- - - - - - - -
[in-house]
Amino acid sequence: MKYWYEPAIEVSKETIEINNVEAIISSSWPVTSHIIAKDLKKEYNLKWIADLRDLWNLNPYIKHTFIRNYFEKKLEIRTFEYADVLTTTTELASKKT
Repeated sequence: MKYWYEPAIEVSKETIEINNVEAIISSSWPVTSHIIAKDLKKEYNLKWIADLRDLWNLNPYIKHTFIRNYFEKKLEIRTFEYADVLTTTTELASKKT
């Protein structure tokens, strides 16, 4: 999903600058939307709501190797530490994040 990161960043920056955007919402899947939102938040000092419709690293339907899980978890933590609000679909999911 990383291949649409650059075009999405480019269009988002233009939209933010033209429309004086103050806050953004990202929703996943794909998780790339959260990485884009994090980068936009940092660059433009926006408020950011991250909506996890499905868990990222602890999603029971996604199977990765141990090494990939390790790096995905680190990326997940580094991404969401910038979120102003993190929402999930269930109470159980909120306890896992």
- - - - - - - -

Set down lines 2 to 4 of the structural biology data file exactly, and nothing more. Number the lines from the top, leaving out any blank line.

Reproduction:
Amino acid sequence: MKYWYEPAIEVSKETIEINNVEAIISSSWPVTSHIIAKDLKKEYNLKWIADLRDLWNLNPYIKHTFIRNYFEKKLEIRTFEYADVLTTTTELASKKT
Repeated sequence: MKYWYEPAIEVSKETIEINNVEAIISSSWPVTSHIIAKDLKKEYNLKWIADLRDLWNLNPYIKHTFIRNYFEKKLEIRTFEYADVLTTTTELASKKT
């Protein structure tokens, strides 16, 4: 999903600058939307709501190797530490994040 990161960043920056955007919402899947939102938040000092419709690293339907899980978890933590609000679909999911 990383291949649409650059075009999405480019269009988002233009939209933010033209429309004086103050806050953004990202929703996943794909998780790339959260990485884009994090980068936009940092660059433009926006408020950011991250909506996890499905868990990222602890999603029971996604199977990765141990090494990939390790790096995905680190990326997940580094991404969401910038979120102003993190929402999930269930109470159980909120306890896992």